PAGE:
historic textiles from Karanis
texts about textiles
Texts from Karanis
Highlighted Texts
Cloth Goods
Private Archive
Other Texts

Cloth Goods

Wall Painting of Heron

Wall painting of the Soldier-God, Heron
From a colored reproduction by Hamzeh Carr
Karanis, House B50E

There was no standard uniform for the Roman army. Instead, soldiers and officers made use of common garment types. This image of the soldier-god Heron represents fine examples of the kind of clothing and equipment that might be worn by a high-ranking military officer: tunic, short cape, belt, trousers, socks, boots, and armor. Note that there are, in addition, a fringed blanket on the horse’s back and other items made of cloth, rope, and leather.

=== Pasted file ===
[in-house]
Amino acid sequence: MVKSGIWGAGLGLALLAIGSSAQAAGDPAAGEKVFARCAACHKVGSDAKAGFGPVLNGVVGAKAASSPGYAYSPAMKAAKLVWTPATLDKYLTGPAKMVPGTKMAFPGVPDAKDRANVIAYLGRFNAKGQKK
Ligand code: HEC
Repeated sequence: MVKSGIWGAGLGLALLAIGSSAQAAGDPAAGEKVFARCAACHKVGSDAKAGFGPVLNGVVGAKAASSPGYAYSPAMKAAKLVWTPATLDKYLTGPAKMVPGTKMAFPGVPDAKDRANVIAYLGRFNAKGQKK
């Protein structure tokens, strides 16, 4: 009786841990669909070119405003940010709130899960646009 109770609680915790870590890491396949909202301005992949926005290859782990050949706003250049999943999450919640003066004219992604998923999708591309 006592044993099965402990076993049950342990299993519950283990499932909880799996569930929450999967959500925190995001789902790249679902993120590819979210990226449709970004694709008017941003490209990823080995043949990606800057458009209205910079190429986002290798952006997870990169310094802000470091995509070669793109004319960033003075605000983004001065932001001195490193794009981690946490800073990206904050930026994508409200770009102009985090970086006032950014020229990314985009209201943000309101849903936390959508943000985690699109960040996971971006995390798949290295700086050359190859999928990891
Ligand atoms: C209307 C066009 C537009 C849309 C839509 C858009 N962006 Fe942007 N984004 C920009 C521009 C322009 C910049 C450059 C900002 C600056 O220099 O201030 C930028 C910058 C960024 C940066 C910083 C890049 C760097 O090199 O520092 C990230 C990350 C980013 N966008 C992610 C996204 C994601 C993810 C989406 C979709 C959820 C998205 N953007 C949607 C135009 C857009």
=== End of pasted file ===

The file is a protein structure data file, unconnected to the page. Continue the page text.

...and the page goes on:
The texts in this section hint at the surprisingly wide variety of cloth goods available in Roman Egypt, and they give a sense of the actual settings and circumstances in which the textiles were used and valued. Most of the texts are private letters from the early second-century archive of the soldier Claudius Tiberianus, who seems to have functioned as the head of an extended family living in various towns and cities in Egypt. These letters written to Claudius Tiberianus often mention transport of cloth goods within Egypt. Several are especially informative about soldiers’ needs for particular items.